equal to the time-of-day, express the wide range of their
capacity for adventure by observing that they are good for
anything from pitch-and-toss to manslaughter; between which
opposite extremes, no doubt, there lies a tolerably wide and
comprehensive range of subjects. Without venturing for
Scrooge quite as hardily as this, I don't mind calling on you
to believe that he was ready for a good broad field of
strange appearances, and that nothing between a baby and
rhinoceros would have astonished him very much.

Now, being prepared for almost anything, he was not by
any means prepared for nothing; and, consequently, when the
Bell struck One, and no shape appeared, he was taken with a
violent fit of trembling. Five minutes, ten minutes, a quarter
of an hour went by, yet nothing came. All this time, he lay
upon his bed, the very core and centre of a blaze of ruddy
light, which streamed upon it when the clock proclaimed the
hour; and which, being only light, was more alarming than
a dozen ghosts, as he was powerless to make out what it
meant, or would be at; and was sometimes apprehensive
that he might be at that very moment an interesting case of
spontaneous combustion, without having the consolation of
knowing it. At last, however, he began to think--as you or
I would have thought at first; for it is always the person not
in the predicament who knows what ought to have been done
in it, and would unquestionably have done it too--at last, I
say, he began to think that the source and secret of this
ghostly light might be in the adjoining room, from whence,
on further tracing it, it seemed to shine. This idea taking
full possession of his mind, he got up softly and shuffled in
his slippers to the door.

The moment Scrooge's hand was on the lock, a strange
voice called him by his name, and bade him enter. He
obeyed.

It was his own room. There was no doubt about that.
But it had undergone a surprising transformation. The walls
and ceiling were so hung with living green, that it looked a
perfect grove; from every part of which, bright gleaming
berries glistened. The crisp leaves of holly, mistletoe, and
ivy reflected back the light, as if so many little mirrors had
been scattered there; and such a mighty blaze went roaring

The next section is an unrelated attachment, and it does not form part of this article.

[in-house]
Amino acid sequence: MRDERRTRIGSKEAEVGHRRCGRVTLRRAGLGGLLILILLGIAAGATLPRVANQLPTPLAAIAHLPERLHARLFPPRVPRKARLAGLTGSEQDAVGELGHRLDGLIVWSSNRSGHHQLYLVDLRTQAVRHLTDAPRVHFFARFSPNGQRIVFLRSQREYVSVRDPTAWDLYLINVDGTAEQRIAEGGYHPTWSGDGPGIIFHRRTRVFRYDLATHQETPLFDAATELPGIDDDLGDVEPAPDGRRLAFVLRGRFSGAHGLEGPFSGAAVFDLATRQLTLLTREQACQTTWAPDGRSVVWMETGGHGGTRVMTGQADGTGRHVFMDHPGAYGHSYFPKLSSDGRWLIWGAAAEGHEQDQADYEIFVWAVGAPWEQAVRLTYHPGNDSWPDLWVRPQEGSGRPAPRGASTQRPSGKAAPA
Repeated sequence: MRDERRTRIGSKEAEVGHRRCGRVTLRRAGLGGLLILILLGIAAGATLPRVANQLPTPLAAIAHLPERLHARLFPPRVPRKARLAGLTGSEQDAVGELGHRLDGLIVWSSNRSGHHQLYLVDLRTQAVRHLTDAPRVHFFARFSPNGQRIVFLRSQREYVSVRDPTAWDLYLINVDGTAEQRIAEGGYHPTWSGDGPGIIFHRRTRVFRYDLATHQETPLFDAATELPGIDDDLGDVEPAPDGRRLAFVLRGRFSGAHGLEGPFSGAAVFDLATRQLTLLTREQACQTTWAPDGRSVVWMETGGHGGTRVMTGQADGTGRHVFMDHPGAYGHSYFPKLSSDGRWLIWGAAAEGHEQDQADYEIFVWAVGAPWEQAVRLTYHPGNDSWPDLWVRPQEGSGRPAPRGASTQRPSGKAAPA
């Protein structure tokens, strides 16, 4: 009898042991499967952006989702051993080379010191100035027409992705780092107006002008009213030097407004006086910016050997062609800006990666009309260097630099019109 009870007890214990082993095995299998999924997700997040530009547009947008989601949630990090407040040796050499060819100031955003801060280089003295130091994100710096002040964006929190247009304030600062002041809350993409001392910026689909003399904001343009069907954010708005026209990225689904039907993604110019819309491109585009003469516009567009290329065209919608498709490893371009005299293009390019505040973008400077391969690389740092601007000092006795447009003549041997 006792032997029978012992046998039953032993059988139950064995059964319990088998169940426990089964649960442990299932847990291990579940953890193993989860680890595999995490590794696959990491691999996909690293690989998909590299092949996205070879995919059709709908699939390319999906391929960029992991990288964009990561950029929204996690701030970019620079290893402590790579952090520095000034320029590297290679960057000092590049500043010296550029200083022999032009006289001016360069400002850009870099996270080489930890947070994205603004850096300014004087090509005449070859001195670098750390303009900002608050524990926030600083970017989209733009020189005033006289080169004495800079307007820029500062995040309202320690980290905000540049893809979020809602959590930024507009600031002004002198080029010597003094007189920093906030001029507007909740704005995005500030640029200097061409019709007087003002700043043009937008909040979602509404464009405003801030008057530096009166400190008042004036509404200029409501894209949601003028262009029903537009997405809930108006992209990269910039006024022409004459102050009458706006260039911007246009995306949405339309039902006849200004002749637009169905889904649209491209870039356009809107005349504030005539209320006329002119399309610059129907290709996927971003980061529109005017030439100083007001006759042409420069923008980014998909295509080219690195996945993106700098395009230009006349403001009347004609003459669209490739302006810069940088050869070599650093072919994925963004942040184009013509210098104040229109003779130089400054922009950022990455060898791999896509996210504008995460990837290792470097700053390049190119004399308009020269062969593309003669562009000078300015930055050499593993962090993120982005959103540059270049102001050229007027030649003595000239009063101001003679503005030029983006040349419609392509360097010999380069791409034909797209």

up the chimney, as that dull petrification of a hearth had
never known in Scrooge's time, or Marley's, or for many and
many a winter season gone. Heaped up on the floor, to form
a kind of throne, were turkeys, geese, game, poultry, brawn,
great joints of meat, sucking-pigs, long wreaths of sausages,
mince-pies, plum-puddings, barrels of oysters, red-hot chestnuts,
cherry-cheeked apples, juicy oranges, luscious pears,
immense twelfth-cakes, and seething bowls of punch, that
made the chamber dim with their delicious steam. In easy
state upon this couch, there sat a jolly Giant, glorious to
see, who bore a glowing torch, in shape not unlike Plenty's
horn, and held it up, high up, to shed its light on Scrooge,
as he came peeping round the door.

`Come in!' exclaimed the Ghost. `Come in, and know
me better, man.'

Scrooge entered timidly, and hung his head before this
Spirit. He was not the dogged Scrooge he had been; and
though the Spirit's eyes were clear and kind, he did not like
to meet them.

`I am the Ghost of Christmas Present,' said the Spirit.
`Look upon me.'

Scrooge reverently did so. It was clothed in one simple
green robe, or mantle, bordered with white fur. This garment
hung so loosely on the figure, that its capacious breast was
bare, as if disdaining to be warded or concealed by any
artifice. Its feet, observable beneath the ample folds of the
garment, were also bare; and on its head it wore no other
covering than a holly wreath, set here and there with shining
icicles. Its dark brown curls were long and free; free as its
genial face, its sparkling eye, its open hand, its cheery voice,
its unconstrained demeanour, and its joyful air. Girded
round its middle was an antique scabbard; but no sword
was in it, and the ancient sheath was eaten up with rust.

`You have never seen the like of me before?' exclaimed
the Spirit.

`Never,' Scrooge made answer to it.

`Have never walked forth with the younger members of
my family; meaning (for I am very young) my elder brothers
born in these later years?' pursued the Phantom.

`I don't think I have,' said Scrooge. `I am afraid I have
not. Have you had many brothers, Spirit?'

`More than eighteen hundred,' said the Ghost.

`A tremendous family to provide for,' muttered Scrooge.

The Ghost of Christmas Present rose.

`Spirit,' said Scrooge submissively, `conduct me where
you will. I went forth last night on compulsion, and I learnt
a lesson which is working now. To-night, if you have aught
to teach me, let me profit by it.'

`Touch my robe.'

Scrooge did as he was told, and held it fast.

Holly, mistletoe, red berries, ivy, turkeys, geese, game,
poultry, brawn, meat, pigs, sausages, oysters, pies, puddings,
fruit, and punch, all vanished instantly. So did the room,
the fire, the ruddy glow, the hour of night, and they stood